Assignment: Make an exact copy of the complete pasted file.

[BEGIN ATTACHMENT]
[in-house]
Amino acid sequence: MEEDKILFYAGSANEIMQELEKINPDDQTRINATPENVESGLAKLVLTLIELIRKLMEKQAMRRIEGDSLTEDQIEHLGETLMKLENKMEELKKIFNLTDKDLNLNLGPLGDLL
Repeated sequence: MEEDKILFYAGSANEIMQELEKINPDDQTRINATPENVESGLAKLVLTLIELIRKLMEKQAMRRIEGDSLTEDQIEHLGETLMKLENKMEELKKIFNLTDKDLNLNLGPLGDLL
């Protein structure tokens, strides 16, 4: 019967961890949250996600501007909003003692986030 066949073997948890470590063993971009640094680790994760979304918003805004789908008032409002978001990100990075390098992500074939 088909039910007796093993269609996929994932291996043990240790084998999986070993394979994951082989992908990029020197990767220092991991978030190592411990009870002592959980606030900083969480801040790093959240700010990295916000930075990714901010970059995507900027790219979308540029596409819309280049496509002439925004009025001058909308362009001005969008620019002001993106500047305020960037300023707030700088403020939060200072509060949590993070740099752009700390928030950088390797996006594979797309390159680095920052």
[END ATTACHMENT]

[in-house]
Amino acid sequence: MEEDKILFYAGSANEIMQELEKINPDDQTRINATPENVESGLAKLVLTLIELIRKLMEKQAMRRIEGDSLTEDQIEHLGETLMKLENKMEELKKIFNLTDKDLNLNLGPLGDLL
Repeated sequence: MEEDKILFYAGSANEIMQELEKINPDDQTRINATPENVESGLAKLVLTLIELIRKLMEKQAMRRIEGDSLTEDQIEHLGETLMKLENKMEELKKIFNLTDKDLNLNLGPLGDLL
């Protein structure tokens, strides 16, 4: 019967961890949250996600501007909003003692986030 066949073997948890470590063993971009640094680790994760979304918003805004789908008032409002978001990100990075390098992500074939 088909039910007796093993269609996929994932291996043990240790084998999986070993394979994951082989992908990029020197990767220092991991978030190592411990009870002592959980606030900083969480801040790093959240700010990295916000930075990714901010970059995507900027790219979308540029596409819309280049496509002439925004009025001058909308362009001005969008620019002001993106500047305020960037300023707030700088403020939060200072509060949590993070740099752009700390928030950088390797996006594979797309390159680095920052």